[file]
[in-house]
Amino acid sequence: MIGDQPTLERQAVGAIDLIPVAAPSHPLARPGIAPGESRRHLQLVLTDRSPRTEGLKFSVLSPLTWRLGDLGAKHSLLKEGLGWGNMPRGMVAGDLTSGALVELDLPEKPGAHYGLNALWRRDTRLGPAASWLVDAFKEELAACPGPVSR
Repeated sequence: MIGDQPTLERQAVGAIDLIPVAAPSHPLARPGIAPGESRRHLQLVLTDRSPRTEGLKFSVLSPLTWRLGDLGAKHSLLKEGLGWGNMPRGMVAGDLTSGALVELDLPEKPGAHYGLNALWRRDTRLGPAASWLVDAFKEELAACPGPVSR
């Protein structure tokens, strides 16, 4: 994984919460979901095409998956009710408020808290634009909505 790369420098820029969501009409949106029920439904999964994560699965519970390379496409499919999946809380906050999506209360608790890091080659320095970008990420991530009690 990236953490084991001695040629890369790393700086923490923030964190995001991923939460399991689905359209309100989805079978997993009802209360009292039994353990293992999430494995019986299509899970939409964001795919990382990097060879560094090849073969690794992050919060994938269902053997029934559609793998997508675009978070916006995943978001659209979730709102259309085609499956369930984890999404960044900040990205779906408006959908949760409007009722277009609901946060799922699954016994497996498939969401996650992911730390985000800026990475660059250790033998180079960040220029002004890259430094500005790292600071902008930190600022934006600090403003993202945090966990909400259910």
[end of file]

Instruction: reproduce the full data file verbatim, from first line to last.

[in-house]
Amino acid sequence: MIGDQPTLERQAVGAIDLIPVAAPSHPLARPGIAPGESRRHLQLVLTDRSPRTEGLKFSVLSPLTWRLGDLGAKHSLLKEGLGWGNMPRGMVAGDLTSGALVELDLPEKPGAHYGLNALWRRDTRLGPAASWLVDAFKEELAACPGPVSR
Repeated sequence: MIGDQPTLERQAVGAIDLIPVAAPSHPLARPGIAPGESRRHLQLVLTDRSPRTEGLKFSVLSPLTWRLGDLGAKHSLLKEGLGWGNMPRGMVAGDLTSGALVELDLPEKPGAHYGLNALWRRDTRLGPAASWLVDAFKEELAACPGPVSR
């Protein structure tokens, strides 16, 4: 994984919460979901095409998956009710408020808290634009909505 790369420098820029969501009409949106029920439904999964994560699965519970390379496409499919999946809380906050999506209360608790890091080659320095970008990420991530009690 990236953490084991001695040629890369790393700086923490923030964190995001991923939460399991689905359209309100989805079978997993009802209360009292039994353990293992999430494995019986299509899970939409964001795919990382990097060879560094090849073969690794992050919060994938269902053997029934559609793998997508675009978070916006995943978001659209979730709102259309085609499956369930984890999404960044900040990205779906408006959908949760409007009722277009609901946060799922699954016994497996498939969401996650992911730390985000800026990475660059250790033998180079960040220029002004890259430094500005790292600071902008930190600022934006600090403003993202945090966990909400259910």